Most schools here impose strict rules on mobile phone usage in class, given that they can be a major source of distraction, and students may easily misuse phones for other purposes like circulating banned content in class.
If students break these rules, it is not uncommon for their phones to be confiscated.
And yes, they can be kept by the school for a few months. Repeat offenders may even have their phones retained for the remainder of the school year, a check by The Straits Times on 10 schools found.
The issue of mobile phone usage in schools has come under the spotlight after it was reported on Tuesday that a parent had sued the principal of Anglo-Chinese School (Barker Road) for damages after his son's phone was confiscated. The parent had also argued that the mobile phone, which belonged to him, should be returned immediately.
The student's father had said that keeping the phone for three months was "disproportionate" to his son's offence in March of using an iPhone 7 during school hours.
The parent's application for the phone to be returned immediately was dismissed by the judge, who said the principal was simply following the rules. The suit for damages has not concluded.
STANDING BY NO PHONE RULE
(It is) an excellent way to minimise distraction and temptation.
MS MICHELLE TAN, who has a son in ACS (Barker Road), supports the principal's decision to enforce the rules.
It has served as an effective deterrent against the misuse of handphones.
ACS (BARKER ROAD) SPOKESMAN, saying the rule has been in place for over 10 years.
Sales director Michelle Tan, 48, who has a son in Secondary 3 in the same school, said that she, along with other parents of children in the school, stood by the principal's decision to enforce the rules.
"(It is) an excellent way to minimise distraction and temptation," said Ms Tan, adding that teachers had reminded students of the penalties for offences, which are also listed in the students' handbook.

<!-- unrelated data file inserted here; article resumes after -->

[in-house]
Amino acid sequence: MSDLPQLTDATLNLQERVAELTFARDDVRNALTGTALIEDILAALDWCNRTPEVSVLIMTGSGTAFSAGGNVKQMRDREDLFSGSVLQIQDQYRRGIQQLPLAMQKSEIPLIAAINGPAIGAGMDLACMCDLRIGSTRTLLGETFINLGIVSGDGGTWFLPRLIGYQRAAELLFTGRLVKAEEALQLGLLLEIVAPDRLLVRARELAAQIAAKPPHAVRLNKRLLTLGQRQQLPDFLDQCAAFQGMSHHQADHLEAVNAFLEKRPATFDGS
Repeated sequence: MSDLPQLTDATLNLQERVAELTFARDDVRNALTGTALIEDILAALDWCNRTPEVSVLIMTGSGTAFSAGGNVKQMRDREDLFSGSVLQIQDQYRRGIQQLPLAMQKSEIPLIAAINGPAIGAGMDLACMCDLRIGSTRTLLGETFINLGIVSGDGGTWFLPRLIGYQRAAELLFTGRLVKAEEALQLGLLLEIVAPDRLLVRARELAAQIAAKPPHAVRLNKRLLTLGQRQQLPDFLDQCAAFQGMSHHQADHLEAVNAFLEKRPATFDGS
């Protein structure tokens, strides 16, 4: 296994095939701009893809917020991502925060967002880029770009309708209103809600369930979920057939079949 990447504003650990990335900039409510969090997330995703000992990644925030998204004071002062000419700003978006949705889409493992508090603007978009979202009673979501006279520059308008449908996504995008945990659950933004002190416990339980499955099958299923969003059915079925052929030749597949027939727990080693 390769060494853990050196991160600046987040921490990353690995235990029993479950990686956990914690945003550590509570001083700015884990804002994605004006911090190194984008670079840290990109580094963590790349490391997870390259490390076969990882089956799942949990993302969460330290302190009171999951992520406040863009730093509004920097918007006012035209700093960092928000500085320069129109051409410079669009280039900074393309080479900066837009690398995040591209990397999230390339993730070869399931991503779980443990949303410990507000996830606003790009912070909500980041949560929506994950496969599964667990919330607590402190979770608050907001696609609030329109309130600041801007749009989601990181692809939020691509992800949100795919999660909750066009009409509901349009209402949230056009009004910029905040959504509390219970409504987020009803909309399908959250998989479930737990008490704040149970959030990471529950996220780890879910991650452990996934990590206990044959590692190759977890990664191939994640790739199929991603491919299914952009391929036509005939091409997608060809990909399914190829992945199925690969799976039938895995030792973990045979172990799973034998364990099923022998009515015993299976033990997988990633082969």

Mr Lee Keng Siang, 21, who studied in ACS (Barker Road), said he had his phone confiscated by the school on three occasions, each time for three months. But he said that not having access to his phone helped him to focus on school work.
"We accepted the harshness of the punishment if teachers were to catch us using our phones during school hours," said Mr Lee, who is waiting to enter university.
A spokesman for ACS (Barker Road) said the rule has been in place for over 10 years, and has been communicated to all students and parents. "It has served as an effective deterrent against the misuse of handphones," he said, adding that the school is unable to comment further given that the case is pending before the courts.
The Ministry of Education (MOE) said schools are provided with a set of guidelines for managing disciplinary issues and they have the discretion to set their own rules within this set of guidelines.
ST found that schools may confiscate phones for periods that range from a week to a year, depending on whether students are repeat offenders. In some cases, parents must go to the school to collect the phones. These rules are communicated to parents and students on the school website, in letters to parents or at parent-teacher meetings.
For example, St Joseph's Institution states on its website that mobile phones are completely banned from 7.30am to dismissal time, and students who want to take their phones to school have to turn them off and surrender them to the class committee till the end of the day.
At East Spring Secondary, third-time offenders can have their mobile phones retained for the rest of the school year.
While ACS (Barker Road) returned the phone's SIM card to the student, some schools like Yuan Ching Secondary or Bukit View Secondary retain the SIM cards, along with the phones.
Acknowledging that some parents may be concerned about their child's well-being, most schools also have payphones or alternative arrangements for parents who want to contact their children urgently while they are in school, such as calling the school office.
ST understands that most polytechnics and the Institute of Technical Education do not ban the use of phones on campus, though students are discouraged from using them for non-academic purposes in classes.
Parenting coach Jason Ng, 52, said that such confiscations can be "teachable moments" for students.
"Children can learn that they have to bear the consequences of their actions, and avoid repeating the same mistake in the future. They can also appreciate the importance of values like responsibility, respect and self-control."
• Additional reporting by Aaron Chan